Ah-nuld! That single name used to be synonymous with big-budget action flicks and heroes of the strong silent type. It’s been almost 30 years since the original “Terminator.” Schwarzenegger uttered few lines in his very mechanical performance, but found his niche, while writer-director James Cameron found a money making franchise.
Over the last several decades, a lot has happened through the four prior “Terminator” films as well as in the life of its star; not all for the good. Recently, under similar circumstances, “Jurassic World” overcame its baggage and became wildly successful. Unfortunately, “Terminator Genisys,” in 3D, misses opportunities at every turn.
Arnold’s Terminator cyborg is now called, The Guardian. Several times he states, “I’m old, not obsolete.” As this was intended to be the new “I’ll be back,” the line falls as flat as a pool of molten metal. Worse yet, we remember this robot was designed with minimal intelligence purely as a single-purpose killing machine (thus the typecasting).
Now, the “governator” flip-flops to pro-life and is committed to protecting Sarah Conner, instead of killing her. Okay, we can buy that. But now he is somehow the thought leader explaining theories of relativity and quantum physics to his co-stars. There was a reason they never gave Arnold a lot of lines in the past; now we know why.
Rising star Jason Clarke (“Zero Dark Thirty”) stars as John Conner, leader of the resistance against advanced machines that rule the world. Clarke is the fifth actor to play John Connor in as many films. Emilia Clarke (no relation), from “Game of Thrones,” is John’s mother Sarah, target from all sides. Jai Courtney (“Divergent”) is now Sgt. Kyle Reese, sent from the dystopian future to save Sarah from the evil Terminator.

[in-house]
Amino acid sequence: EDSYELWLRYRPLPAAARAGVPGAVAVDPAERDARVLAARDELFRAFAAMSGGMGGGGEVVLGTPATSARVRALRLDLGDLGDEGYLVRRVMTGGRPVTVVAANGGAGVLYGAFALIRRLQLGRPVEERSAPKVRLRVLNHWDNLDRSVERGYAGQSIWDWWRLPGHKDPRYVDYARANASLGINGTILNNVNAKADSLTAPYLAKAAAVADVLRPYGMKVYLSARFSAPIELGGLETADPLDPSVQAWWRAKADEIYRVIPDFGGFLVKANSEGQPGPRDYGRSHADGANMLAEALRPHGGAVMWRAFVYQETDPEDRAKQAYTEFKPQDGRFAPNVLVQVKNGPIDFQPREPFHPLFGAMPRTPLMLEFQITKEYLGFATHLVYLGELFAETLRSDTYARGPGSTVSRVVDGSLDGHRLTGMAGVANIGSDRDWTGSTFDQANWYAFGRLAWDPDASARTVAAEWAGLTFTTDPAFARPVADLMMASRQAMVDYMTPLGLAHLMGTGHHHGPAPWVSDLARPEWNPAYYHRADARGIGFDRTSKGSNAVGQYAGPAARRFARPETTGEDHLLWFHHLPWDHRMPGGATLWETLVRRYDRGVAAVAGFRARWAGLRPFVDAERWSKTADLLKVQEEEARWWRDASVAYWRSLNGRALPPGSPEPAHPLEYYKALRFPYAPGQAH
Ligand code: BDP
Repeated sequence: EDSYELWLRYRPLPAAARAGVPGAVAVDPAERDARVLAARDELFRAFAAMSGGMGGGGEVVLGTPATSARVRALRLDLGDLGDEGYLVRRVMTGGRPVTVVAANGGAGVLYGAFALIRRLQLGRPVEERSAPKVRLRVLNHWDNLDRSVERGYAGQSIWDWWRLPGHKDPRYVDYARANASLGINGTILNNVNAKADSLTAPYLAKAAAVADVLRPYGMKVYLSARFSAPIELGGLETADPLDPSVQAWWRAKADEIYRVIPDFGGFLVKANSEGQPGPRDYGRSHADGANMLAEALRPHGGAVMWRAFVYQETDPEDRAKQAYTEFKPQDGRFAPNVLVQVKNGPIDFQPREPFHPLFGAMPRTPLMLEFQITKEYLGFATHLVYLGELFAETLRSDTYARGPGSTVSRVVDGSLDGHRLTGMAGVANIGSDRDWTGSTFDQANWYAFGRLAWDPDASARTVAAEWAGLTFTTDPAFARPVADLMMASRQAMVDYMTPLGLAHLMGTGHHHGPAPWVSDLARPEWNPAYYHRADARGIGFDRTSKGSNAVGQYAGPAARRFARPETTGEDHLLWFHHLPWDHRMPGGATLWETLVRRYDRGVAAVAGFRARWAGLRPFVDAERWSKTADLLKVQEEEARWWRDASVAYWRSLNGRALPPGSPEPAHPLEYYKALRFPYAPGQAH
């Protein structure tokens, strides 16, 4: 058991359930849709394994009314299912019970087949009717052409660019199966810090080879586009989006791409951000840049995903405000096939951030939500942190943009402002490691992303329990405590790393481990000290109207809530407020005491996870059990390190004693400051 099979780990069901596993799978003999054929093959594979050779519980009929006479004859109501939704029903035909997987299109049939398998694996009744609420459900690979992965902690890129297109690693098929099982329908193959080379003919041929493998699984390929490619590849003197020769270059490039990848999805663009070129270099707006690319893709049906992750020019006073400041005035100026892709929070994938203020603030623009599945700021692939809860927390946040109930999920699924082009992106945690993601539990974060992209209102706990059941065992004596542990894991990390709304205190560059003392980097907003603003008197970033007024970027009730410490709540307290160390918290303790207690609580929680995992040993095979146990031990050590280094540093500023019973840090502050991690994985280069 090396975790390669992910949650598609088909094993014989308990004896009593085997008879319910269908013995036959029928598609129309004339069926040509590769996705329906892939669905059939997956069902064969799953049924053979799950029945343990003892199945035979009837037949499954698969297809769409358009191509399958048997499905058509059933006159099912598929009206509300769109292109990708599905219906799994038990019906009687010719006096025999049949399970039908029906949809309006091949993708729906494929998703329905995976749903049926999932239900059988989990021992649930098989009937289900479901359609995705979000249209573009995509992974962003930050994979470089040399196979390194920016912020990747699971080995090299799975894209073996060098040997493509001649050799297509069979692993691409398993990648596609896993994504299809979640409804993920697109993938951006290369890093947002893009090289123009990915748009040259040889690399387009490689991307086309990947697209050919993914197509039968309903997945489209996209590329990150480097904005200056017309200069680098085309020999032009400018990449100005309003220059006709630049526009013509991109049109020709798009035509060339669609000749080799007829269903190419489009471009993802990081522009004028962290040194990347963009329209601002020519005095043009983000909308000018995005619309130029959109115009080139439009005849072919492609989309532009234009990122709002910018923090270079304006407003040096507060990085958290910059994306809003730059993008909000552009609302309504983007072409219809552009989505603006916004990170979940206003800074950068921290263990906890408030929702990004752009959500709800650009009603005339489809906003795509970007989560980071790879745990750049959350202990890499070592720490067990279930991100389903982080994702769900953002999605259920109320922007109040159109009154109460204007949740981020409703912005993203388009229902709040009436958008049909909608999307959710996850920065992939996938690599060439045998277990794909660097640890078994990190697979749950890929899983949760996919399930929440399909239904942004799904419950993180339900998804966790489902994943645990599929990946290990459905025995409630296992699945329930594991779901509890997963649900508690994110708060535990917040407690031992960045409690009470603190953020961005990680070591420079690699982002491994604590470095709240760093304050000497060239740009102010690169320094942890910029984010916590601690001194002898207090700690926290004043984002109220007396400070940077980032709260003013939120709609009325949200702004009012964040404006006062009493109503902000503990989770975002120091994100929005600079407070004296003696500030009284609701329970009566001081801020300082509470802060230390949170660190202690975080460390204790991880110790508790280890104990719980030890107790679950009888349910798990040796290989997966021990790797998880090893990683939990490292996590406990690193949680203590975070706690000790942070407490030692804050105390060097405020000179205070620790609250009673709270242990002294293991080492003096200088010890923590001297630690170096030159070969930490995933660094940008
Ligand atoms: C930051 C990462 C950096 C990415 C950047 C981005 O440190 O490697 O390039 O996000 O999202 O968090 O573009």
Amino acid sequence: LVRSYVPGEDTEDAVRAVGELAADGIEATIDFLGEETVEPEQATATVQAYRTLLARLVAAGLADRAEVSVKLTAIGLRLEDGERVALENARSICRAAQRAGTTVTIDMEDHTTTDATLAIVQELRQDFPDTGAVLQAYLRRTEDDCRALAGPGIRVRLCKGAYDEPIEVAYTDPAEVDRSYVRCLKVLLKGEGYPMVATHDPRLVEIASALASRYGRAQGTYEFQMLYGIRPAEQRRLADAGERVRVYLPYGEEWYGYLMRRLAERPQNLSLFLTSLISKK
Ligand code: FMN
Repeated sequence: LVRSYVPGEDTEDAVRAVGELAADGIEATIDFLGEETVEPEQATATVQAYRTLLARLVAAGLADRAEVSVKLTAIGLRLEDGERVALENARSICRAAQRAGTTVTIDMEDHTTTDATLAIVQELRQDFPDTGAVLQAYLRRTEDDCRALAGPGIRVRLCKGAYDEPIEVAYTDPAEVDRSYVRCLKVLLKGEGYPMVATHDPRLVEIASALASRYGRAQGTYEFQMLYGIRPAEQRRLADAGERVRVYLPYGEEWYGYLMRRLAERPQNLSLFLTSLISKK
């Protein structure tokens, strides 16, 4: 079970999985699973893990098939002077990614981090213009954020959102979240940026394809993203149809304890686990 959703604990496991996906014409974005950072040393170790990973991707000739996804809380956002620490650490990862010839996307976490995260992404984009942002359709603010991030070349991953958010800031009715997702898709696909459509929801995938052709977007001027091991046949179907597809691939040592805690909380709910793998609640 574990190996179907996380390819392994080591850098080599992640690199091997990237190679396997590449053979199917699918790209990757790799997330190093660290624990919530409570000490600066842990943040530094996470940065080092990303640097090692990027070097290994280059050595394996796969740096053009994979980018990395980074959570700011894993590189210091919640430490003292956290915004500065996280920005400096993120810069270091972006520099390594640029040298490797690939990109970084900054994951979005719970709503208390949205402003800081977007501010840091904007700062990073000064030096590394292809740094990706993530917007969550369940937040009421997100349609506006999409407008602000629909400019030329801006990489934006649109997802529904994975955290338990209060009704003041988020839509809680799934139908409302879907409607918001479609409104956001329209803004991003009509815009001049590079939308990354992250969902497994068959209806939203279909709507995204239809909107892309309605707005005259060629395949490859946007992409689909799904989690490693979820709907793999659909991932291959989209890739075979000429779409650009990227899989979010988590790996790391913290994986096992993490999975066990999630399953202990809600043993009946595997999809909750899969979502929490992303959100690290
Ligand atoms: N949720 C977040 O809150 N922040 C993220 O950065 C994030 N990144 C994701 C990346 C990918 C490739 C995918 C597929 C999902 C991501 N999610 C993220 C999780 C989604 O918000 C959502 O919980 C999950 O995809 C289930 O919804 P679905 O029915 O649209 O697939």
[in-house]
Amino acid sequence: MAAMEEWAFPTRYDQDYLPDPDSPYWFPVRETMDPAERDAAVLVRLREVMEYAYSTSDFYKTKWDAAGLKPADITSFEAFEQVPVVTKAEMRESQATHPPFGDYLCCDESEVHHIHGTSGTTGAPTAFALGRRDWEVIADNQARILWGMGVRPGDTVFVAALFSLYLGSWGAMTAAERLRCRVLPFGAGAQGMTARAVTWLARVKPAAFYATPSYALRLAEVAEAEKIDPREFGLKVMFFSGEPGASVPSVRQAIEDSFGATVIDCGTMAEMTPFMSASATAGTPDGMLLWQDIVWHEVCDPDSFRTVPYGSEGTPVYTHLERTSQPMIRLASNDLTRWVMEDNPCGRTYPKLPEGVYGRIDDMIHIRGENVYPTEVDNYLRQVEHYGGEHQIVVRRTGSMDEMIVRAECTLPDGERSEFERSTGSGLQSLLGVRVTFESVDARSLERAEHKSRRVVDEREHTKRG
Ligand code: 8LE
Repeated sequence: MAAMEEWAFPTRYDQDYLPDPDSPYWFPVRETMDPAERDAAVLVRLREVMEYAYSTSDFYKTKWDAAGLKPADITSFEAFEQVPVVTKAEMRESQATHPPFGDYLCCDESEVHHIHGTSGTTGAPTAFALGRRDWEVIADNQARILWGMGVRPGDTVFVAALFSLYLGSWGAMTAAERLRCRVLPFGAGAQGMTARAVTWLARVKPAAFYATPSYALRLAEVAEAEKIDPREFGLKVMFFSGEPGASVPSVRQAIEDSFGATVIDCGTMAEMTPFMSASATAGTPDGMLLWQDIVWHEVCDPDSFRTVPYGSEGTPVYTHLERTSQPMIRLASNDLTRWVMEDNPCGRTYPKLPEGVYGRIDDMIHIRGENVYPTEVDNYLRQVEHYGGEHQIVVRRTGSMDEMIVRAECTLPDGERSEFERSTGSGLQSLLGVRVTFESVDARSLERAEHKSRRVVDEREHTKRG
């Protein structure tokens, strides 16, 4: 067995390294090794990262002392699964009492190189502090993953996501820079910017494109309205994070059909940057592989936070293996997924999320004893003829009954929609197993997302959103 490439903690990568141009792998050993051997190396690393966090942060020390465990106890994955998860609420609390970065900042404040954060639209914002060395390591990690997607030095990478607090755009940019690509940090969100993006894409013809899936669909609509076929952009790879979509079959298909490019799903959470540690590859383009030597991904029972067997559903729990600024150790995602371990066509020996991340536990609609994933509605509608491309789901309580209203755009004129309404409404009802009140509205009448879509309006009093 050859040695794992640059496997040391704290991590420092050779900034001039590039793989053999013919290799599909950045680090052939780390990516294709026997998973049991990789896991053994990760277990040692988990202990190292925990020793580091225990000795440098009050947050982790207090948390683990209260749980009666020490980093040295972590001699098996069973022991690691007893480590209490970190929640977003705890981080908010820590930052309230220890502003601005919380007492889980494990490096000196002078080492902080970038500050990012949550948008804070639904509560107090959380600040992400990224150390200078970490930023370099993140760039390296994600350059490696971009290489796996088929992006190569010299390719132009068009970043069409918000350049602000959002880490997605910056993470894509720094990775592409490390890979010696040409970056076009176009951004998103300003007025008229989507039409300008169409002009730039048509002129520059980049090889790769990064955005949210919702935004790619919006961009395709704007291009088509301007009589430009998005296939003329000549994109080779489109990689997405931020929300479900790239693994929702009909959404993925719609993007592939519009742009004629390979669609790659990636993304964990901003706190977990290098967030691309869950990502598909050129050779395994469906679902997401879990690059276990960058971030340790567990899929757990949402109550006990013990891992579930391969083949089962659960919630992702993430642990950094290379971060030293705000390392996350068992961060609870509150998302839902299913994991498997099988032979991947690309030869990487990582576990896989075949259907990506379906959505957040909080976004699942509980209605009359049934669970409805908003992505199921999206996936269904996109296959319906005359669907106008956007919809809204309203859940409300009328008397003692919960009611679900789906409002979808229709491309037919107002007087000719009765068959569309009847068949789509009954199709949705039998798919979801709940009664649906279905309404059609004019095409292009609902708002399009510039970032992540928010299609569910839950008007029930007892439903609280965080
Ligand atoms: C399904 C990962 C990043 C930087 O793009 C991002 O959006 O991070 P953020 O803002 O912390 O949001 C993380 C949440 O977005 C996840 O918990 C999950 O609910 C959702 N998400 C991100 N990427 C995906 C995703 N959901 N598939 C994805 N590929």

The premise and primary characters remain as in the original, while some scenes are reshot (Paramount’s rival owns the original footage). When Kyle arrives from 2029, everything in 1984 has changed. Skynet is still trying to kill Sarah, but apparently, another time traveler fractured the timeline, creating multiple parallel universes.
Instead of rescuing a scared little waitress, Kyle sees a warrior and says, “This is all wrong! John sent me here to save you!” Sarah replies, “The girl you came back for no longer exists.” Together, they will fight new adversaries and travel to yet another time and place (1997 and/or 2017) so they can eventually go back to the future. Got that?
With mild comic relief, a suspicious cop, Sgt. O’Brien (J.K. Simmons), asks what is happening. Sarah explains, “We’re here to stop the end of the world.” O’Brien replies, “I can work with that.” Other than that, veteran writers Laeta Kalogridis and Patrick Lussier offer tedious monologues and convoluted discussions explaining what has or will happen in each alternate universe. It is difficult to track and repeatedly gave us an ice cream headache. Fortunately, enough guns, bombing and chase scenes keep it entertaining.
The most memorable characters are Sgt. O’Brien and the T-1000 cop, played by Korean actor Byung-hun Lee. Paramount passed on the initial script, as then unknown James Cameron insisted on directing the $6 million picture. Now that Paramount owns the rights to this $135 million blockbuster, Cameron passed on them. They tried for Justin Lin, who chose “Fast & Furious 6” and settled for Alan Taylor (“Thor: The Dark World”).
“Terminator Genisys” is 126 minutes and rated PG-13 for sci-fi violence, gunplay and strong language. It’s not really a sequel or a reboot, but in fairness, it’s better than the last two, although still not worthy of the once great franchise. Paramount is committed to release two more sequels before they relinquish the rights back to Cameron in 2019.
Movie robots seem to become more human over time, so Schwarzenegger tries to create an amiable and empathetic character. Unfortunately, as noted in the film about his T-800, he is “nothing but a relic from a deleted timeline.” Before giving way for his son Patrick to take the role in the trilogy finale, it is rumored Arnold will return for the next film. If so, for us, it will be “Hasta la vista, baby.”
Ron’s Rating: C Leigh’s Rating: D